Seven-meter double doors in bronze and copper. Cormier sketched the iconic narrative of the doors which were then fashioned by Edgar Brandt. Each of the six tableaux represents a specific theme: truth, justice, judgement, the Criminal Code, pardon and punishment. Cormier also designed the doors of the General Assembly of the United Nations in New York, using a model similar to that used here at the Court of Appeal.
Above: four of the six bas reliefs:
Entrance to the Office of the Court of Appeal. Note the inscription “Greffe de la paix - Peace Office” above the entryway which dates from the period when the building housed the criminal courts.
The Grand Entry Hall (or “The Concourse”)
Cormier dubbed the Grand Entry Hall “The Concourse” because it reminded him of the architecture of a train station concourse. The ceiling is more than 16 meters high. The materials used here are of the highest quality: Italian travertine for the floor and walls, Sainte Genevieve Gold Vein marble from Missouri (USA) for the baseboards and doorframes. Natural light flows into the Entry Hall through three giant glass domes protected by clerestory.
The Gowning Room
This room was formerly a Court of Sessions and Summary Trials courtroom. As part of major restorations in 2003, the room was renovated to serve as a gowning room for counsel. The room is also occasionally used to host events (colloquia, etc.). The wood panelling on the walls is American oak, unlike the panelling in the primary courtrooms made from a finer material: walnut. These decorative details serve to illustrate the hierarchy of the rooms.
Staircase leading to the Lafontaine Courtroom.
View of the entrance to the Lafontaine Courtroom.
The Lafontaine Courtroom
This courtroom was named in honour of the second chief justice of the Court of Appeal of Quebec, Sir Louis-Hippolyte Lafontaine (the first having been James Stuart).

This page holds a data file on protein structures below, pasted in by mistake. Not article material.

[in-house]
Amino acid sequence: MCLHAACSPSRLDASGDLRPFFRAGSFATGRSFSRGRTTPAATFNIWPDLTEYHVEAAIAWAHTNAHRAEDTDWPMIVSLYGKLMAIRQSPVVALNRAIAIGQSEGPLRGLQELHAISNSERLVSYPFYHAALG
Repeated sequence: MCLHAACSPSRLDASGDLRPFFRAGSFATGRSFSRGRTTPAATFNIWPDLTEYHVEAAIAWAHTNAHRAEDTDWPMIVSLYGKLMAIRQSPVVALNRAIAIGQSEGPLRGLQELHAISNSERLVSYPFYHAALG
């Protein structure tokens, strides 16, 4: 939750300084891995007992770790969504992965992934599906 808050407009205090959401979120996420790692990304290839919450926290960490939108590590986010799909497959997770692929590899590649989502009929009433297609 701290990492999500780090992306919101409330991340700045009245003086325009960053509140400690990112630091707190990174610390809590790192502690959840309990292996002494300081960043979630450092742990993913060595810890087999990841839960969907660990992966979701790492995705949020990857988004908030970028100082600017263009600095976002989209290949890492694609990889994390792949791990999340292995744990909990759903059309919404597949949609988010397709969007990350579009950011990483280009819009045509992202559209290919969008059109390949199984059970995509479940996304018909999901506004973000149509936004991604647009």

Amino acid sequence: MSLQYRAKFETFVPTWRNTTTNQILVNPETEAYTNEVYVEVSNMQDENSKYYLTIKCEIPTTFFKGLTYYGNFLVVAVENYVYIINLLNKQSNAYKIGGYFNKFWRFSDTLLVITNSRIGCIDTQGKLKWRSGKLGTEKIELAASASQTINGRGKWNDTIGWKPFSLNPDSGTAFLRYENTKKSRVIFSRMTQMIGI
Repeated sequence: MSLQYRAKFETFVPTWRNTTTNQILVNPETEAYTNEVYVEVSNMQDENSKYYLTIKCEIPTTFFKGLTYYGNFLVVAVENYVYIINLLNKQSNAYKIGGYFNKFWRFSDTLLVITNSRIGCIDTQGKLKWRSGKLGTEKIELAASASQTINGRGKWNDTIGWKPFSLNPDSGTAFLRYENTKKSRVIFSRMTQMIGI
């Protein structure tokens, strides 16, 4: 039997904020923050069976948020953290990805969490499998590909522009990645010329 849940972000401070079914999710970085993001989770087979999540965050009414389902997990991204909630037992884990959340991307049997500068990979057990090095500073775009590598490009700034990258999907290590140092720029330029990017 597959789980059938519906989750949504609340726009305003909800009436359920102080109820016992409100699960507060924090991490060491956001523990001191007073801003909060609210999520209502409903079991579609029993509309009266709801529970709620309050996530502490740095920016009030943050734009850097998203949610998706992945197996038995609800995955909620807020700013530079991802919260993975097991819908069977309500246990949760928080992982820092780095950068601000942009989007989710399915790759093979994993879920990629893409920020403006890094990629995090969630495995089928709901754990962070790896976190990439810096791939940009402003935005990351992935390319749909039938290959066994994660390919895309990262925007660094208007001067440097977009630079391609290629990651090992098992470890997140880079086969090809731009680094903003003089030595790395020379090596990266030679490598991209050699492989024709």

Who was Sir Louis-Hippolyte Lafontaine? (1807–1864)
The Lafontaine Courtroom
At the time when the building served as a criminal court, this courtroom was dedicated to trials for indictable offences, held before judge and jury. There was a time when the death penalty would be pronounced in this room by a judge wearing a tricorne and black gloves. Today, the Lafontaine Courtroom is used for extended hearings as well as for trials heard by a panel of five judges. The courtroom is also used for ceremonial purposes (for example, the swearing in of a new judge).
Courtroom bench provided for the public. The benches themselves are new, but the design is inspired by period furniture.
Inscriptions from the time the building served as a criminal court can be found above the entrance to each courtroom. This panel, indicating that the room was used for preliminary inquiries, can be found above the entrance to the Antonio Lamer Courtroom.
Mediation and Facilitation Room
Historically, the “Court of Sessions” was housed in this room. This is where ordinary trials were held before the Court of Quarter Sessions, which later became the Court of Petty Sessions. Today, the Court of Petty Sessions is the Criminal Division of the Court of Quebec. The court drew its name from its yearly sessions held in autumn, winter and spring. The roll was called at the beginning of each session of the Court and the session would continue until all cases on the roll had been heard.
Today, this room is dedicated to mediation (in civil matters) and facilitation conferences (in criminal matters). The Court begin offering mediation services in 1998, at the initiative of Justice Louise Otis. Mediation – often a simpler, more cost-efficient alternative for settling disputes – is frequently requested by the parties who then participate in settlement and finding a way to resolve their dispute.
The walls of the ground-floor hallways are decorated with marble from the Missisquoi Bay. The Missisquoi Bay quarry where the marble was originally sourced had been closed for some time and, given it could not be reopened, it was uncertain whether the damaged walls could be restored. But, the architects found an alternative, restoring the walls with a patchwork of in-tact marble slabs found in the basement restrooms and replacing those slabs with more contemporary marble.
Six works created by the artist Sylvie Cloutier grace the ground-floor hallways.